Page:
4. I think you are missing the point of this feature, it’s not for the extreme protection of corporate or government secrets, it is for the convenience of the everyday user. It is still very secure in the sense that someone on the internet cannot gain access to your accounts or information which is the concern of 99.999% of every day users of the pixelbook. The concern that you have it that someone steals or gains physical access to your laptop AND knows your password, which is basically your spouse or friend.

    1. I totally get the convenience factor. And you’re correct: for someone to have both my password and device (especially if the 2FA method is integrated into the device) is unlikely. Here’s my concern, which admittedly is probably more than most every day users. I have my Chromebook set up for 2FA on every sign in. Convenient? No. Secure? Yes, because every reboot/shutdown requires both my ID, password and some *external* authentication process such as a text message number to enter or a Yubikey. I don’t leave Yubikeys in my devices because that’s bad security practice and defeats the main purpose of them. With 2FA integrated into the power button, I might as well not have it enabled it all because now, someone has access to not just my Google account but all of the stored passwords for every other online service stored with my Google account. If I keep the 2FA separate from the device (as in: not the power button), they have nothing: No Google account access, none of my other passwords and none of the local data on my Chromebook. Again, that’s probably not how most users think, so I agree with you there. I’m just not sure people understand the scope of the potential risk. And again, it’s all personal choice: I leave it up to others to make the best security decision for themselves.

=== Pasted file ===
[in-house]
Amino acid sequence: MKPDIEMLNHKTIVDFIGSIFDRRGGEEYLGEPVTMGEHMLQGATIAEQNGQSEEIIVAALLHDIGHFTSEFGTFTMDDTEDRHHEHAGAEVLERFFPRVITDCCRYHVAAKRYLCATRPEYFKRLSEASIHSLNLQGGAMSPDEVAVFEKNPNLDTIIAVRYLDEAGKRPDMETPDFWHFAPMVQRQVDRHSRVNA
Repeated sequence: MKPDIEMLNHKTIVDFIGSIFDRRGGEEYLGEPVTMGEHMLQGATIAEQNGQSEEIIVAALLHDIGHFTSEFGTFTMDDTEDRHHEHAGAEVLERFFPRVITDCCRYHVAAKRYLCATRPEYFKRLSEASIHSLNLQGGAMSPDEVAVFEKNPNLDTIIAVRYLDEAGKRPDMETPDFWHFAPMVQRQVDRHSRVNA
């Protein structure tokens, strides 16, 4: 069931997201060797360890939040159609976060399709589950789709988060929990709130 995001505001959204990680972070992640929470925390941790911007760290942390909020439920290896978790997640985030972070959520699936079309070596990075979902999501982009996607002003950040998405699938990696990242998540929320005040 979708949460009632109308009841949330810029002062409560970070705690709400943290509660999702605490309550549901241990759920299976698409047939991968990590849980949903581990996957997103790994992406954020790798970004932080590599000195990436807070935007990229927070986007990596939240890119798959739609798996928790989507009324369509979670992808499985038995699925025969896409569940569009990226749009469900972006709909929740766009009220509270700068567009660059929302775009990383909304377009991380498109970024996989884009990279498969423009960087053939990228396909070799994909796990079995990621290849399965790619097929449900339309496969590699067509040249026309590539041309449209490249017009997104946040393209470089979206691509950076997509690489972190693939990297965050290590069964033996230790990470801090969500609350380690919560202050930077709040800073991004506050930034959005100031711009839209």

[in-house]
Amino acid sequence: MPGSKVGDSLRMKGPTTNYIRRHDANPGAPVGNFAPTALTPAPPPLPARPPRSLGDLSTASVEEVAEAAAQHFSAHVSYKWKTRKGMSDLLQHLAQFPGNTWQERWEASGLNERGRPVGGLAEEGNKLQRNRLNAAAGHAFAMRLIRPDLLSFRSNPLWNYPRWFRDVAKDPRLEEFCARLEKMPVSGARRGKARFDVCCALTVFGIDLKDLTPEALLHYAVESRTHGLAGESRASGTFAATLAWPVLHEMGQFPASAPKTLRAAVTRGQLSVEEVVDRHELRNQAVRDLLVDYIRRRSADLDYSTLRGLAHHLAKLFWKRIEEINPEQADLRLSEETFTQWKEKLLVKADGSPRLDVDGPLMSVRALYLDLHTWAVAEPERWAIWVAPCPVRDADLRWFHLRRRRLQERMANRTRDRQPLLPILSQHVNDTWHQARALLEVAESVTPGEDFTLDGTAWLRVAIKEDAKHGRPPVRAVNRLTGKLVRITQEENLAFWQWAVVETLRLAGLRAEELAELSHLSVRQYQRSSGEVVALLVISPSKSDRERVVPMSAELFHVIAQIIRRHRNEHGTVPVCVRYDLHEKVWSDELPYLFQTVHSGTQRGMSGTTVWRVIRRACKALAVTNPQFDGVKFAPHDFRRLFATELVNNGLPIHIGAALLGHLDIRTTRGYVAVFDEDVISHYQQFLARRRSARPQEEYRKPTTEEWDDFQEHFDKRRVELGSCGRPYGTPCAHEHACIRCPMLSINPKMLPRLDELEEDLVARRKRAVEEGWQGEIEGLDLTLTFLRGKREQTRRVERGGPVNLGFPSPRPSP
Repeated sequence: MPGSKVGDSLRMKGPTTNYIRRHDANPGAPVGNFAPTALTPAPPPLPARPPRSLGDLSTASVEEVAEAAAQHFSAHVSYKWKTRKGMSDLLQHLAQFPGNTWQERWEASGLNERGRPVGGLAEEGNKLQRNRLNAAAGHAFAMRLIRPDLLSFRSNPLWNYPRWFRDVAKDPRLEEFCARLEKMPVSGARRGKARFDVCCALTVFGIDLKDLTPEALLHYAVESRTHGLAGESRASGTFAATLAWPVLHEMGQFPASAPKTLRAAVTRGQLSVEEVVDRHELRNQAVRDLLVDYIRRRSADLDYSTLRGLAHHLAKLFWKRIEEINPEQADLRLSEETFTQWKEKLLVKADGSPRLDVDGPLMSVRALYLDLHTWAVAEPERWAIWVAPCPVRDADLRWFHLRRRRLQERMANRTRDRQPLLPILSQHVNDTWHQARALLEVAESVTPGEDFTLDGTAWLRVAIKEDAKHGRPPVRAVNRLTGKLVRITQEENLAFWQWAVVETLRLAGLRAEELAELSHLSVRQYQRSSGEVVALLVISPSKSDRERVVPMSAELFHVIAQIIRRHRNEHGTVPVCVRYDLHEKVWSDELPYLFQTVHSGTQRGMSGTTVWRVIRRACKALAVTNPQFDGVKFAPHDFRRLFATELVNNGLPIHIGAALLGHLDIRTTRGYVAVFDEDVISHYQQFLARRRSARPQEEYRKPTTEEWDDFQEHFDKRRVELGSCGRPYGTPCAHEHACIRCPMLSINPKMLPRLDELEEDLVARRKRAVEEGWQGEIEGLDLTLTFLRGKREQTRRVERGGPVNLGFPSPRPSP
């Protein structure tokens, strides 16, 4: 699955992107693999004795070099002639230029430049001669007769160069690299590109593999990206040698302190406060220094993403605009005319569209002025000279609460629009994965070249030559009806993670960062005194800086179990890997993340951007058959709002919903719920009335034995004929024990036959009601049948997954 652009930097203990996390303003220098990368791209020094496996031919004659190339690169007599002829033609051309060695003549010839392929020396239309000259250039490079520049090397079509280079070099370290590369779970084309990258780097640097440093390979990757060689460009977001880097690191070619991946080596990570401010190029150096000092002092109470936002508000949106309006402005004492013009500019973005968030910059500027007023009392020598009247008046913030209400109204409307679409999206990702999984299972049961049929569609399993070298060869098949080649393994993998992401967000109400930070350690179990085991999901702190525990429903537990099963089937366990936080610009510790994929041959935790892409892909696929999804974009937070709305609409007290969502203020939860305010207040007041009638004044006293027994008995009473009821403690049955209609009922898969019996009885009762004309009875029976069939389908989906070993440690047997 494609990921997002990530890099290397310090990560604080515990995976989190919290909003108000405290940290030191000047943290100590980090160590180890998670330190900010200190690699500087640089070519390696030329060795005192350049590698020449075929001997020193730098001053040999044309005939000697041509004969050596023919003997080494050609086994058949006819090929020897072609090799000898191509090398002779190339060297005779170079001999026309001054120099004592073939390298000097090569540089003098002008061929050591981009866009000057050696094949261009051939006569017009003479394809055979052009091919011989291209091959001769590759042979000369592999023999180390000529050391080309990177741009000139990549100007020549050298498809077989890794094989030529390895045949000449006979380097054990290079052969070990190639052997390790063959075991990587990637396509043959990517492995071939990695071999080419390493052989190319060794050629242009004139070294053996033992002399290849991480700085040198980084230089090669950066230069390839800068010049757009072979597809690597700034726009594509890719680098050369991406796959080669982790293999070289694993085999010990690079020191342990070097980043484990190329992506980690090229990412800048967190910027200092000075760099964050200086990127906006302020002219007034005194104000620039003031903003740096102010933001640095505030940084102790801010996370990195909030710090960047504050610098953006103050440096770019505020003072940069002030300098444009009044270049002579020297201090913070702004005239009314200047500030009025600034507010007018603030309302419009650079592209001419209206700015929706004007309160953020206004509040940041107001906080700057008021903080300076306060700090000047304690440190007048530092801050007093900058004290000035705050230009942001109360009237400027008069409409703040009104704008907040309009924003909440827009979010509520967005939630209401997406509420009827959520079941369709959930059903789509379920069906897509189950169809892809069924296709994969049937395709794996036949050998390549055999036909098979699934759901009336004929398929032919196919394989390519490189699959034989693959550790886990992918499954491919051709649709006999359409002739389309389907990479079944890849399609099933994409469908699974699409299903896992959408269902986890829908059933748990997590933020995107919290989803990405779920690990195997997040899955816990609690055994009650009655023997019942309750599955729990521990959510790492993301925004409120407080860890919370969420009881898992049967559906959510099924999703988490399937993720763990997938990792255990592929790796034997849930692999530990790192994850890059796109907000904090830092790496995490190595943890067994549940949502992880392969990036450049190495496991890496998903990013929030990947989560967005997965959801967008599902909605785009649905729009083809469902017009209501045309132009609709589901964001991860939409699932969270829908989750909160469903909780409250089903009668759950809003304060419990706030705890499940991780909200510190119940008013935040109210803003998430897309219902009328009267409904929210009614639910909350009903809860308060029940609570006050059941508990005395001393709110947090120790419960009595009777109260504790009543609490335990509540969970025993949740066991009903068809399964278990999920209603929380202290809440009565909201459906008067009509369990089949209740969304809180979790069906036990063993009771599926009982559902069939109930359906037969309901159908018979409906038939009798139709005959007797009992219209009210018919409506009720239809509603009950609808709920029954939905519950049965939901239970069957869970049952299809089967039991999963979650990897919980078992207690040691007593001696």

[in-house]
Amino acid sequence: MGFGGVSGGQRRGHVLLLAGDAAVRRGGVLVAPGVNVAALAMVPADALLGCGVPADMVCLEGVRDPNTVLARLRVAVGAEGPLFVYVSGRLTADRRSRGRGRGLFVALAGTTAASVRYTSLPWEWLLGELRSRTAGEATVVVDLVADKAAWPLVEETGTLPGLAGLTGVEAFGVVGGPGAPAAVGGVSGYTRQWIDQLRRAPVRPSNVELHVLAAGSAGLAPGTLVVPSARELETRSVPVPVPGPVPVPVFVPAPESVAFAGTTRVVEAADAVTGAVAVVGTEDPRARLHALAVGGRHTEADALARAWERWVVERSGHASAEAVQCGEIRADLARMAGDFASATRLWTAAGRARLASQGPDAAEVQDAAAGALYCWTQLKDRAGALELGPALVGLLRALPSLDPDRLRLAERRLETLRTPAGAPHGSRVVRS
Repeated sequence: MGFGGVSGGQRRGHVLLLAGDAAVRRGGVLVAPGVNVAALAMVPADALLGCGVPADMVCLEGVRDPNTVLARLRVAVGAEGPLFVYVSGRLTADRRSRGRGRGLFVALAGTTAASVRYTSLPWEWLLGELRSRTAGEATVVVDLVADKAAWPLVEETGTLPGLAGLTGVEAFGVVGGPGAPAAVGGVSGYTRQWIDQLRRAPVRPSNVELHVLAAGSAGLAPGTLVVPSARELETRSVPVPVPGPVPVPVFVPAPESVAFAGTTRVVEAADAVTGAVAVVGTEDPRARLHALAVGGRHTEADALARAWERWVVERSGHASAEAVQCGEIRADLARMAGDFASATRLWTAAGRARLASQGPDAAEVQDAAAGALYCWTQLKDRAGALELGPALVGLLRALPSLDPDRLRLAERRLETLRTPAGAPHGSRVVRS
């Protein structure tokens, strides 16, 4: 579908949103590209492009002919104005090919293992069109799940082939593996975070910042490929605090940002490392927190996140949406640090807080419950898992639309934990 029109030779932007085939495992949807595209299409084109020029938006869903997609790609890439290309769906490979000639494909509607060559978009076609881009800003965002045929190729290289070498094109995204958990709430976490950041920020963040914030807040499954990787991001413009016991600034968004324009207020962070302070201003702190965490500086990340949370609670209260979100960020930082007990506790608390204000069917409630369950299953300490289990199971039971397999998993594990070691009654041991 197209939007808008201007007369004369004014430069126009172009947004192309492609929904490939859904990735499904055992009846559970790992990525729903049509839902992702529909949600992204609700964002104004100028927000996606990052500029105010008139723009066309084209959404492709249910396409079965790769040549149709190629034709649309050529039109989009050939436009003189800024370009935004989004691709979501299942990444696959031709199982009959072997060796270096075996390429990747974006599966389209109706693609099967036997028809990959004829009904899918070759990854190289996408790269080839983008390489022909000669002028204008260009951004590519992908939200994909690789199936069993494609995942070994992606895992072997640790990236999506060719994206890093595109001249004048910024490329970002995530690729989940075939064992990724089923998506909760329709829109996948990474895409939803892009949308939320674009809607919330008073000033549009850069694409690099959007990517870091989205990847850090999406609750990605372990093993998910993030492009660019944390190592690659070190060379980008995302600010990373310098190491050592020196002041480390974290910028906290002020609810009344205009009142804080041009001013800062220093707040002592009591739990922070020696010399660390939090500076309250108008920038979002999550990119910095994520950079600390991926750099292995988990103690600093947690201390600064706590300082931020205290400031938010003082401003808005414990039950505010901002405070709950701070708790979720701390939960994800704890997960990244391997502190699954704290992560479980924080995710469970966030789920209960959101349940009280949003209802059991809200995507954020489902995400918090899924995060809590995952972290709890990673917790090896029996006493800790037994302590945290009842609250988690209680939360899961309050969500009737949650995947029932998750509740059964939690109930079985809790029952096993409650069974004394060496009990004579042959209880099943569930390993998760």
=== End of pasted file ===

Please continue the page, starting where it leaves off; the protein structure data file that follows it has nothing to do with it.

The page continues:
1. >I have my Chromebook set up for 2FA on every sign in.

        How? Have you tried disabling wifi, and then logging in? And then enabling wifi and having full access to your google account… no yubikey required.

  5. I don’t think it is contradictory to say that using a convenience like treating a Chromebook power button as a factor in an authentication process can be at once “useful” (in a limited set of cases) and at the same time that employing such a convenience represents “bad security practice”.

    I think the opposed positions in this dispute centre around whether employing the power button convenience in 2FA is either a) not worse than normal with respect to security and better in certain respects or b) it is a fundamentally flawed security measure that violates essential features of genuine 2FA thus making things less secure. Now, once again, it is not hard to see that these two views need not be seen as sharply contradictory – perhaps, there is nothing in this new 2FA measure (or measure that somewhat resembles 2FA) that means Chromebook users are going to be facing security issues that aren’t already a part of the common (in)security landscape but Kevin Tofel is right that a debased version of 2FA is not what anyone who is serious about beefing up security could be happy with.